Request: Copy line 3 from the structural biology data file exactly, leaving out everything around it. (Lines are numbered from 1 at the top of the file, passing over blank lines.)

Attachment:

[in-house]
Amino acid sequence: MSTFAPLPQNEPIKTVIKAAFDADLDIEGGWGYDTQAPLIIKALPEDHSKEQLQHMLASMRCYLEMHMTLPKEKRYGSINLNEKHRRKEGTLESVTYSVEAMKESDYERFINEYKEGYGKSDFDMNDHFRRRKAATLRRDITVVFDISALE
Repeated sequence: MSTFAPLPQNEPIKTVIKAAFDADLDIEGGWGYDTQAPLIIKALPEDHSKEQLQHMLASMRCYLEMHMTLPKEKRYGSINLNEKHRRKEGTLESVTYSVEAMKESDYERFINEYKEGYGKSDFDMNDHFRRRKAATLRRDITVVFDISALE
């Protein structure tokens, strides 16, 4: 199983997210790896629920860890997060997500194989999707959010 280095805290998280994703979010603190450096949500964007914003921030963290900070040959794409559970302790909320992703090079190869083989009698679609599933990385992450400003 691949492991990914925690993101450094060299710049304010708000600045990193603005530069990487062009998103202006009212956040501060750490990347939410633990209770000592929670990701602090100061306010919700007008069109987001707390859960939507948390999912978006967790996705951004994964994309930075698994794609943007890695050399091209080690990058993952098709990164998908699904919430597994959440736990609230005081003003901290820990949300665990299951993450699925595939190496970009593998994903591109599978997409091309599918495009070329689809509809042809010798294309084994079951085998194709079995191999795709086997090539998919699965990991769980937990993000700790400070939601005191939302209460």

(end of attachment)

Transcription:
Repeated sequence: MSTFAPLPQNEPIKTVIKAAFDADLDIEGGWGYDTQAPLIIKALPEDHSKEQLQHMLASMRCYLEMHMTLPKEKRYGSINLNEKHRRKEGTLESVTYSVEAMKESDYERFINEYKEGYGKSDFDMNDHFRRRKAATLRRDITVVFDISALE